The silver lining was that I had absolutely made the right choice in getting the epidural when I did. I will never doubt my decision to do so. I would have never made it through an entire night of that hell. I think JB and I would have both devolved into madness.
The next time they checked me—a couple hours later—I was ‘between 3 and 4’ according to the nurse. It was at this point that I began to doubt that the induction was going to work. All that and no progress? At what point do we throw in the towel and opt for the C-section? I could feel myself nearing that point, I was not afraid of it if it was necessary and if I couldn’t progress I assumed it may become necessary. That night, my doctor was on shift and she came in to talk to me. She was still optimistic about the induction and the possibility of a vaginal delivery. She said that as long as I progressed through the night that there was a good chance of it.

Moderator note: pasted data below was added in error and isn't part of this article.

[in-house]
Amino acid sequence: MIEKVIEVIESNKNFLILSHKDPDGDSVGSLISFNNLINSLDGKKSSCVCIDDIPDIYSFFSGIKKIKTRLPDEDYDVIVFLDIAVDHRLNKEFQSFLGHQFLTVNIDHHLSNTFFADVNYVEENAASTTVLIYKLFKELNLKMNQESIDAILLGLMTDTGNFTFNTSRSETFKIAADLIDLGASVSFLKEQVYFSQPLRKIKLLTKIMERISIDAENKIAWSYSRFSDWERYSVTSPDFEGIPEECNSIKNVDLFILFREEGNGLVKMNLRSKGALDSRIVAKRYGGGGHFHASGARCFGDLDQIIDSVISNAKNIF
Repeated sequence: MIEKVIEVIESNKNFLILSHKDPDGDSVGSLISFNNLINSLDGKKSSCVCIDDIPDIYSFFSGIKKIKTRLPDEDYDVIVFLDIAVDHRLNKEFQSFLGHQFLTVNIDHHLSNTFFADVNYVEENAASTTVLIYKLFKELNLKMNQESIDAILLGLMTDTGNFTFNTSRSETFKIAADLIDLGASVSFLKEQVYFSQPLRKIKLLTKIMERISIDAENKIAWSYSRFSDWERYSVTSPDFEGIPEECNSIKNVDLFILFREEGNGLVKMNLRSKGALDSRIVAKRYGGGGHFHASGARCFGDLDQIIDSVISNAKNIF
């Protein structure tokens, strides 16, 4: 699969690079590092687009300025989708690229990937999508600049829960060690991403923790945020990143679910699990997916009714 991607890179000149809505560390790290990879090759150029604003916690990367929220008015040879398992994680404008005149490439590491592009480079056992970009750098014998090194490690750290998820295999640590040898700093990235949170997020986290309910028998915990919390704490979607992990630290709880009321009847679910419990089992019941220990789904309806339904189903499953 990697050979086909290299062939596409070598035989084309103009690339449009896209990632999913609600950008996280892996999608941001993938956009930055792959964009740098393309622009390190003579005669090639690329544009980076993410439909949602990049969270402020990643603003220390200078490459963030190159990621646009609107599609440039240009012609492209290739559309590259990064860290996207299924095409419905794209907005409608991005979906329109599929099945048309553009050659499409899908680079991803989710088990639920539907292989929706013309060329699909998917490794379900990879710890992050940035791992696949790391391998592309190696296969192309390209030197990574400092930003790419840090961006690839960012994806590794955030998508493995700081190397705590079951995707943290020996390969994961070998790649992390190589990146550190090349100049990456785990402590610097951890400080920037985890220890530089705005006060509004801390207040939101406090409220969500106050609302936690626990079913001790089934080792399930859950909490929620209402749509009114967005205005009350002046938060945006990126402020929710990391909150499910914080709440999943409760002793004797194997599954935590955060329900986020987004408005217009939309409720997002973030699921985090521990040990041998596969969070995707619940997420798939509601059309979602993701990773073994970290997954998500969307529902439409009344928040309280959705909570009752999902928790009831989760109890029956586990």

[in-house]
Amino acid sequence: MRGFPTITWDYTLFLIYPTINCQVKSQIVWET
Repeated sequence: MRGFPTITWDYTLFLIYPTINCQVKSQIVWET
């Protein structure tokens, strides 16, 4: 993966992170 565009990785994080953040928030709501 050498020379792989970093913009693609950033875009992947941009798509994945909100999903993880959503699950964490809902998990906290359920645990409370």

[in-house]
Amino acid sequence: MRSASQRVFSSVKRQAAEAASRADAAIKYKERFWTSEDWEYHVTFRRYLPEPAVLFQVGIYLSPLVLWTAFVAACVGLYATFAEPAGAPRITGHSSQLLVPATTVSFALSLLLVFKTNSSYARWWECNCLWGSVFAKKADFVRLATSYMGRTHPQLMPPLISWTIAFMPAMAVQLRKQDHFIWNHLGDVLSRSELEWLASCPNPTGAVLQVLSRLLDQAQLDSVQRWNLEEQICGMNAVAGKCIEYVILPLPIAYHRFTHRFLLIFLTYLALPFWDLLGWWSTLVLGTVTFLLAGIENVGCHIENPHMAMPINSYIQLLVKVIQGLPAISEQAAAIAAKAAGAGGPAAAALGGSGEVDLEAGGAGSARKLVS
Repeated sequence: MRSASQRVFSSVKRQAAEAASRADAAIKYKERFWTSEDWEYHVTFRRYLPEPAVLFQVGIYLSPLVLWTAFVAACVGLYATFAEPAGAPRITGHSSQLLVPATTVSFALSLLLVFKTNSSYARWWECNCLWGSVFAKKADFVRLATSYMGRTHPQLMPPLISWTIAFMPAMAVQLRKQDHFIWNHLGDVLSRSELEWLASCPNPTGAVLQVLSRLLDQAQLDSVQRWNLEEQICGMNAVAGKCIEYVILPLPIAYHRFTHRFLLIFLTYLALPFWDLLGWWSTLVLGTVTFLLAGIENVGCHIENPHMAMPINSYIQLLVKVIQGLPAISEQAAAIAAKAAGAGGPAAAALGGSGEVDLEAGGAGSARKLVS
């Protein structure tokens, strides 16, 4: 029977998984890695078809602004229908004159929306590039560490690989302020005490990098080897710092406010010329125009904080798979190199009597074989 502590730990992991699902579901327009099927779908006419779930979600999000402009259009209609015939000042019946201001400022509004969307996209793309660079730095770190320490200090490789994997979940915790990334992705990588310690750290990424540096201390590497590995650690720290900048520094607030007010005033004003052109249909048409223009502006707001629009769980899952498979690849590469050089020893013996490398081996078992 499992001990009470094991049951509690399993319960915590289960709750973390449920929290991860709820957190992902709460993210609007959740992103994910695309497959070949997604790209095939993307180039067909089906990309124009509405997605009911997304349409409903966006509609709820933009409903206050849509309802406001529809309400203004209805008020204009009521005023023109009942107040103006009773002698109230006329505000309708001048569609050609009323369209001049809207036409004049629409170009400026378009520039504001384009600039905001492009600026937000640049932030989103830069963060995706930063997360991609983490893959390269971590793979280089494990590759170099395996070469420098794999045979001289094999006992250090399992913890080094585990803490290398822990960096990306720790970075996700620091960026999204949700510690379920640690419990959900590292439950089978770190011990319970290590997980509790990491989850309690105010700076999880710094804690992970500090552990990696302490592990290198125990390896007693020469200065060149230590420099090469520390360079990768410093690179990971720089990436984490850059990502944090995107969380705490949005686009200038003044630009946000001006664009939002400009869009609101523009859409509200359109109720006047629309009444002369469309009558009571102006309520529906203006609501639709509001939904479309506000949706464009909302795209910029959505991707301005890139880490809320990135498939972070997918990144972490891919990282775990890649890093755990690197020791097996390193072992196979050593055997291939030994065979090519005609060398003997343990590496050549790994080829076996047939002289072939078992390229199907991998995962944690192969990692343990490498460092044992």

The next 12 hours—the part where I supposedly went through the ‘active’ part of my labor were spent on the bed, trying to get comfortable and shift the dead weight of my legs back and forth so as not to spend too much time in one position and possibly injure myself since I couldn’t fully feel whether I was in pain on my lower body. I remember also feeling a pressure in my rib cage that I had not felt before. It seemed unusual, since baby was supposed to be descending and I hadn’t felt her kick my ribs at all the entire pregnancy. I squirmed to try to alleviate it, but she was persistent.